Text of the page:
Citation Seeney A, Pattison Z, Willby NJ, Boon PJ & Bull CD (2019) Stream invertebrate diversity reduces with invasion of river banks by non-native plants. Freshwater Biology, 64 (3), pp. 485-496. https://doi.org/10.1111/fwb.13236
Abstract 1. Invasion of riparian zones by non-native plants is a global issue and commonly perceived as a challenge for river and fishery managers, but the type and extent of ecological changes induced by such invasions remain poorly understood. Established effects on sediment delivery, allochthonous inputs and channel shading could potentially alter aquatic macroinvertebrate assemblages, with implications for in-stream ecological quality.
2. We assessed responses in the diversity, quality and heterogeneity of stream macroinvertebrate communities to riparian invasion by non-native plants. Macroinvertebrates were collected from 24 sites on low order streams in central and southern Scotland during spring and autumn. The effect of invasive non-native plants (INNP) on macroinvertebrates was assessed relative to that of local physical and chemical factors.
3. INNP cover was associated with stronger effects than other factors on local diversity of macroinvertebrates (33% reduction at the highest INNP cover) but also increased macroinvertebrate abundance across sites. Invaded sites were also associated with lower macroinvertebrate biomonitoring scores. Community composition differed between invaded and uninvaded sites in autumn, but not in spring. However, INNP influence on macroinvertebrate composition was generally secondary to that of physicochemical variables (e.g. channel shade, substrate diversity).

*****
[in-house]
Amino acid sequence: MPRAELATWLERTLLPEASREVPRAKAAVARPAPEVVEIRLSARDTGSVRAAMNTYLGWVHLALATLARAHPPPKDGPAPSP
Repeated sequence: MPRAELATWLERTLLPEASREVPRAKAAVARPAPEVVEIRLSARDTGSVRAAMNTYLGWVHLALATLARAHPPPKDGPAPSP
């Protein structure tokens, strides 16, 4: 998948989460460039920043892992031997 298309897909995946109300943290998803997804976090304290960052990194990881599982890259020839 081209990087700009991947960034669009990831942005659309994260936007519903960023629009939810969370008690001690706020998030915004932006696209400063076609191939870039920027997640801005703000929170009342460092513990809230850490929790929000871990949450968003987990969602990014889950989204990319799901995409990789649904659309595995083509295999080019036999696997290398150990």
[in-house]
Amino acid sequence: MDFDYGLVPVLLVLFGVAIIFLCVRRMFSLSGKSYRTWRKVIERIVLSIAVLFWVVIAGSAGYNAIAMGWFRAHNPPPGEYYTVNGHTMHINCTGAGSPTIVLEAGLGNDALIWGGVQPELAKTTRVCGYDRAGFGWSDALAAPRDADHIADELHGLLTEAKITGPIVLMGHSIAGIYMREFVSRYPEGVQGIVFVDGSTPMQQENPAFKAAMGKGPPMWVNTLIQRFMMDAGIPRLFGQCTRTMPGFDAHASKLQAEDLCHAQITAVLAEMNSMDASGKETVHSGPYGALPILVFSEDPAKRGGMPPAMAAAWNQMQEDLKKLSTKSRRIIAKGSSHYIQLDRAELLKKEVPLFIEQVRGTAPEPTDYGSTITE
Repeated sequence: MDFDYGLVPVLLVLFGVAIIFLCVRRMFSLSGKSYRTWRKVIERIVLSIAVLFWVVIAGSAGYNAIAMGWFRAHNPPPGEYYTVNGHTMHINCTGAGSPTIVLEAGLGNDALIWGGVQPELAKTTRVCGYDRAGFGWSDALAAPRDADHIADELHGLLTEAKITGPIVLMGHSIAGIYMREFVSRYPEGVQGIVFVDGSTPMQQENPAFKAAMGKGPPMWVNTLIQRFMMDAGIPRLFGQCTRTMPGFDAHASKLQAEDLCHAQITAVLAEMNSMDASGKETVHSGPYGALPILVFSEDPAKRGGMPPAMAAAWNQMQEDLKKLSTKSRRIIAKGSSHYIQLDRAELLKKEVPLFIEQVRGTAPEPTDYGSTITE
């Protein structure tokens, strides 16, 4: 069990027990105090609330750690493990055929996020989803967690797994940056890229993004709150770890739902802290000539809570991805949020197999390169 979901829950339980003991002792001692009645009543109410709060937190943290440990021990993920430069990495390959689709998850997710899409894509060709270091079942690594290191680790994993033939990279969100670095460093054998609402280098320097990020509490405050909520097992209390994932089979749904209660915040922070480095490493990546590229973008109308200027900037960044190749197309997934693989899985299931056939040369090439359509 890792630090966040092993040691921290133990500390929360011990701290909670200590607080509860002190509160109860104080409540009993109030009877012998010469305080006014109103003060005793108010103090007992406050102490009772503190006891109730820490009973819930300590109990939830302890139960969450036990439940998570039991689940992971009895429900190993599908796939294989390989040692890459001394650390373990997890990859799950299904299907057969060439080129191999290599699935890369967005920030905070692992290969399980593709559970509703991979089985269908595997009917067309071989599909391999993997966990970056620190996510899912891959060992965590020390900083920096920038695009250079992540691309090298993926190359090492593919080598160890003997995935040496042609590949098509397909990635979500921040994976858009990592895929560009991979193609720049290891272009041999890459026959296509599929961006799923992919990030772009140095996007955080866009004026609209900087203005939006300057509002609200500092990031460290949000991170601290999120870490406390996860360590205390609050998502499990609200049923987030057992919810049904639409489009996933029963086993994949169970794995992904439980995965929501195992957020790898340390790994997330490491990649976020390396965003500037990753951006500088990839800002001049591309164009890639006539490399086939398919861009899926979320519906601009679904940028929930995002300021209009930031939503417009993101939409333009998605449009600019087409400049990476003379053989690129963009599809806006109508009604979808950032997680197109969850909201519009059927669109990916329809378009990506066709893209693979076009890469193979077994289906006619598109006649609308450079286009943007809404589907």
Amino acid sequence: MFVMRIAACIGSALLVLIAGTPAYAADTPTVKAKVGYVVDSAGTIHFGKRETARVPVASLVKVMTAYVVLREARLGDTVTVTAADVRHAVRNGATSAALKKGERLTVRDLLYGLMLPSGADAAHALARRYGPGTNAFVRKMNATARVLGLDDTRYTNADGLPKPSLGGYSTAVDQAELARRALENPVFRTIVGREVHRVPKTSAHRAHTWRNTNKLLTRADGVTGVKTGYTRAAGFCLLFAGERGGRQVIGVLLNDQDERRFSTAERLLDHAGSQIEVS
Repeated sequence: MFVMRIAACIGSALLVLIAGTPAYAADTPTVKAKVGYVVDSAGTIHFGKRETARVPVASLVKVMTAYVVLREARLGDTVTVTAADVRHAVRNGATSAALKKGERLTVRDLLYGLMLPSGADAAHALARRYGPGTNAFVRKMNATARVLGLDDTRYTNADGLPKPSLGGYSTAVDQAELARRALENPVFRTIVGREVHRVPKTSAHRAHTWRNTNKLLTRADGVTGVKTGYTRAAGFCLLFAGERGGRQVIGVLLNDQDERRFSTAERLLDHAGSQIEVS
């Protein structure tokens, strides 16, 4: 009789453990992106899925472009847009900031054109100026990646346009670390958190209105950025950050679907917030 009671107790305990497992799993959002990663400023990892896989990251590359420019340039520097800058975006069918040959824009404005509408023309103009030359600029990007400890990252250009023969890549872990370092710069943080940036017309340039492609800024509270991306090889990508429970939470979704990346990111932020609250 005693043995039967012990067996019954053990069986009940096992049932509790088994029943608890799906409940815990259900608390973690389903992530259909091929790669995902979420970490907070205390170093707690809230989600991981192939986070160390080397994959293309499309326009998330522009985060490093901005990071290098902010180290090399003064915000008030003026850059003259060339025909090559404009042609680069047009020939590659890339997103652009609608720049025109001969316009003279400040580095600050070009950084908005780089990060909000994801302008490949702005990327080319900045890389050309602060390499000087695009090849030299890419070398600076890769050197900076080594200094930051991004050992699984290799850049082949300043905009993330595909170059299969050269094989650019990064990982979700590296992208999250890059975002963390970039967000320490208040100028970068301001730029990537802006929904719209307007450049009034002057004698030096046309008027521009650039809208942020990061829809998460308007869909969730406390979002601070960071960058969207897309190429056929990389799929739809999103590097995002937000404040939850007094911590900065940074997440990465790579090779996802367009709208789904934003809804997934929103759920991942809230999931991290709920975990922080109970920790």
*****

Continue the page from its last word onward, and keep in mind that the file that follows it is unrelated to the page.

4. We demonstrate that the influence of INNP extends beyond well-known impacts on plant communities to reductions mainly in stream macroinvertebrate diversity. Combined with the negative impact on pollution-sensitive macroinvertebrate taxa this raises concerns over the ecological health of streams with heavily invaded riparian zones. Our findings suggest that efforts to improve low order streams by actively managing severe riparian invasions are merited, but the size and uncertainty of the likely ecological gains must also be evaluated against the effort involved.